Victimize one to victimize another is one interesting characteristic of cyber-crime over physical world crime. There is the victim of the crime (i.e. the one who lost the money) and the victim who unknowingly gets used to execute the crime. These unknowing victims range from home computers which have been botted, to Service Provider’s whose bandwidth is used, to company computers who are broken into, to people who get duped into being eMules. Brian Krebs of the Washington Post’s Security Fix blog (‘Money Mules’ Help Haul Cyber Criminals’ Loot) has a really nice write up on eMules, how the crime operates and the consequences to the people who are used for the crime. What we’re seeing is a major characteristic of the cyber-criminal economy (i.e. the miscreant economy).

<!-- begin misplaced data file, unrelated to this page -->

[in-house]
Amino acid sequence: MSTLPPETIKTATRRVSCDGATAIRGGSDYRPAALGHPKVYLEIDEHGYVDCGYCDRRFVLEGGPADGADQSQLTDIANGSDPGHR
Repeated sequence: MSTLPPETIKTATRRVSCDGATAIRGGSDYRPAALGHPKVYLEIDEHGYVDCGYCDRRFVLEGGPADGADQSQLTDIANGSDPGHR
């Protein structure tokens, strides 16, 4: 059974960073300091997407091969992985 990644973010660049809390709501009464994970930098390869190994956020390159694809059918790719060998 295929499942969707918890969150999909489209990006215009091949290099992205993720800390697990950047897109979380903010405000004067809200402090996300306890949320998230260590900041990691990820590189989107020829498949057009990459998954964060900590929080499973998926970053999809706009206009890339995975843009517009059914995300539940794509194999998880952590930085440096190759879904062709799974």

What is scary with this characteristic is that the victims used to execute the crime are being held liable. We’ve seen this where the industry blames the people owning violated computers. We’ve seen it with eMules (read Slashdot’s commentary on Brian Krebs’ article). We’ve seen it with Phishing. It seems that our law enforcement and liability practices are focusing on the tool of the crime vs the perpetrator of the crime. So these tools of the criminals are dual victims – the criminals use them to perpetrate the crime – then law enforcement holds them liable for the crime. A shield for the criminal. Low hanging fruit for law enforcement. 🙁